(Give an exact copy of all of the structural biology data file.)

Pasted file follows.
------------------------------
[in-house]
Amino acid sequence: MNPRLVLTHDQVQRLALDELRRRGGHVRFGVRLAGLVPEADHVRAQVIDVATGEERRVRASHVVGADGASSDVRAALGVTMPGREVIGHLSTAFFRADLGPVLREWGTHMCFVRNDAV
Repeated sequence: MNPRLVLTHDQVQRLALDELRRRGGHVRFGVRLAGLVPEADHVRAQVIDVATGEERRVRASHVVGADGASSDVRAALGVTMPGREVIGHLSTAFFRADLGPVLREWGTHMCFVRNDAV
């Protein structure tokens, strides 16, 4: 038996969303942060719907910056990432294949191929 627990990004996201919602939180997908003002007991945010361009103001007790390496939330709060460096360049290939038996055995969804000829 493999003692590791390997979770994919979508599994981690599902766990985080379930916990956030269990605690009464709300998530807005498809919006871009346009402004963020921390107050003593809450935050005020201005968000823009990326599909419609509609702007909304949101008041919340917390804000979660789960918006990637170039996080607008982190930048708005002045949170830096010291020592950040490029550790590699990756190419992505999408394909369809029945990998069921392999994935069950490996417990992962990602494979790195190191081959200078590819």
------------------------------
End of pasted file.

[in-house]
Amino acid sequence: MNPRLVLTHDQVQRLALDELRRRGGHVRFGVRLAGLVPEADHVRAQVIDVATGEERRVRASHVVGADGASSDVRAALGVTMPGREVIGHLSTAFFRADLGPVLREWGTHMCFVRNDAV
Repeated sequence: MNPRLVLTHDQVQRLALDELRRRGGHVRFGVRLAGLVPEADHVRAQVIDVATGEERRVRASHVVGADGASSDVRAALGVTMPGREVIGHLSTAFFRADLGPVLREWGTHMCFVRNDAV
């Protein structure tokens, strides 16, 4: 038996969303942060719907910056990432294949191929 627990990004996201919602939180997908003002007991945010361009103001007790390496939330709060460096360049290939038996055995969804000829 493999003692590791390997979770994919979508599994981690599902766990985080379930916990956030269990605690009464709300998530807005498809919006871009346009402004963020921390107050003593809450935050005020201005968000823009990326599909419609509609702007909304949101008041919340917390804000979660789960918006990637170039996080607008982190930048708005002045949170830096010291020592950040490029550790590699990756190419992505999408394909369809029945990998069921392999994935069950490996417990992962990602494979790195190191081959200078590819």